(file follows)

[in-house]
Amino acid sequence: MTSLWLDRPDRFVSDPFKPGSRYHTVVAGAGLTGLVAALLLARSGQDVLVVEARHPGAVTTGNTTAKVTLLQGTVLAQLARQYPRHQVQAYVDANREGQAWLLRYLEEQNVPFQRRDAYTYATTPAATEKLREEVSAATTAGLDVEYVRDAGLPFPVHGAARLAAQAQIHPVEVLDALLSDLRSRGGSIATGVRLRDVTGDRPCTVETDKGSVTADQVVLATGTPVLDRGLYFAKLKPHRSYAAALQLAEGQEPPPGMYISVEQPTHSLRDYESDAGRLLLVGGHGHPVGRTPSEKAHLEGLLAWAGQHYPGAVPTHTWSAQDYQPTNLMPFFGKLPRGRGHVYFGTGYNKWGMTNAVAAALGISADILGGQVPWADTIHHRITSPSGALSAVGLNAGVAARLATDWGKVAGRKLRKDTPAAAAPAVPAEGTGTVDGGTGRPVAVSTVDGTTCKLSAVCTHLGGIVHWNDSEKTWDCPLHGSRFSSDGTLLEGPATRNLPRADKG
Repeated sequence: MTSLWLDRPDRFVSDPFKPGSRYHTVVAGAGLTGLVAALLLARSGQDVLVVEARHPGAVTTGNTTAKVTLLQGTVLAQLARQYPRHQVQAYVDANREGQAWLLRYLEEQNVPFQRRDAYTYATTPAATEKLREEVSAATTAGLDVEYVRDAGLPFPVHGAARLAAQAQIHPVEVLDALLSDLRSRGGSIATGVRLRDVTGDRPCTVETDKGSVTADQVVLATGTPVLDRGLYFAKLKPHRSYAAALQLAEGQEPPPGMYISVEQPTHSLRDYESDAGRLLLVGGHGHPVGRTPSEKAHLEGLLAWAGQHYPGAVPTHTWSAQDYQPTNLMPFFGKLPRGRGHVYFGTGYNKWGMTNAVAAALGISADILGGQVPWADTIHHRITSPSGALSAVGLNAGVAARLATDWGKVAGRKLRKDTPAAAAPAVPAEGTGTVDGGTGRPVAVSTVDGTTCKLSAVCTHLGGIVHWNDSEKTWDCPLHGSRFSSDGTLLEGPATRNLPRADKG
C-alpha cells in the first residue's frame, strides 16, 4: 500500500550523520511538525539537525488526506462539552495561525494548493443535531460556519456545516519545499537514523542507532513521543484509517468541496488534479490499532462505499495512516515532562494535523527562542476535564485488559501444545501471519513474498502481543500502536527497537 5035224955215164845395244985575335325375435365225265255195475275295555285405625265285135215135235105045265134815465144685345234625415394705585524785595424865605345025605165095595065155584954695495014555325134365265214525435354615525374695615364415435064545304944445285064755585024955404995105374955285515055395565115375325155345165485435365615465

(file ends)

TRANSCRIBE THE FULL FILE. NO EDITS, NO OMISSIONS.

[in-house]
Amino acid sequence: MTSLWLDRPDRFVSDPFKPGSRYHTVVAGAGLTGLVAALLLARSGQDVLVVEARHPGAVTTGNTTAKVTLLQGTVLAQLARQYPRHQVQAYVDANREGQAWLLRYLEEQNVPFQRRDAYTYATTPAATEKLREEVSAATTAGLDVEYVRDAGLPFPVHGAARLAAQAQIHPVEVLDALLSDLRSRGGSIATGVRLRDVTGDRPCTVETDKGSVTADQVVLATGTPVLDRGLYFAKLKPHRSYAAALQLAEGQEPPPGMYISVEQPTHSLRDYESDAGRLLLVGGHGHPVGRTPSEKAHLEGLLAWAGQHYPGAVPTHTWSAQDYQPTNLMPFFGKLPRGRGHVYFGTGYNKWGMTNAVAAALGISADILGGQVPWADTIHHRITSPSGALSAVGLNAGVAARLATDWGKVAGRKLRKDTPAAAAPAVPAEGTGTVDGGTGRPVAVSTVDGTTCKLSAVCTHLGGIVHWNDSEKTWDCPLHGSRFSSDGTLLEGPATRNLPRADKG
Repeated sequence: MTSLWLDRPDRFVSDPFKPGSRYHTVVAGAGLTGLVAALLLARSGQDVLVVEARHPGAVTTGNTTAKVTLLQGTVLAQLARQYPRHQVQAYVDANREGQAWLLRYLEEQNVPFQRRDAYTYATTPAATEKLREEVSAATTAGLDVEYVRDAGLPFPVHGAARLAAQAQIHPVEVLDALLSDLRSRGGSIATGVRLRDVTGDRPCTVETDKGSVTADQVVLATGTPVLDRGLYFAKLKPHRSYAAALQLAEGQEPPPGMYISVEQPTHSLRDYESDAGRLLLVGGHGHPVGRTPSEKAHLEGLLAWAGQHYPGAVPTHTWSAQDYQPTNLMPFFGKLPRGRGHVYFGTGYNKWGMTNAVAAALGISADILGGQVPWADTIHHRITSPSGALSAVGLNAGVAARLATDWGKVAGRKLRKDTPAAAAPAVPAEGTGTVDGGTGRPVAVSTVDGTTCKLSAVCTHLGGIVHWNDSEKTWDCPLHGSRFSSDGTLLEGPATRNLPRADKG
C-alpha cells in the first residue's frame, strides 16, 4: 500500500550523520511538525539537525488526506462539552495561525494548493443535531460556519456545516519545499537514523542507532513521543484509517468541496488534479490499532462505499495512516515532562494535523527562542476535564485488559501444545501471519513474498502481543500502536527497537 5035224955215164845395244985575335325375435365225265255195475275295555285405625265285135215135235105045265134815465144685345234625415394705585524785595424865605345025605165095595065155584954695495014555325134365265214525435354615525374695615364415435064545304944445285064755585024955404995105374955285515055395565115375325155345165485435365615465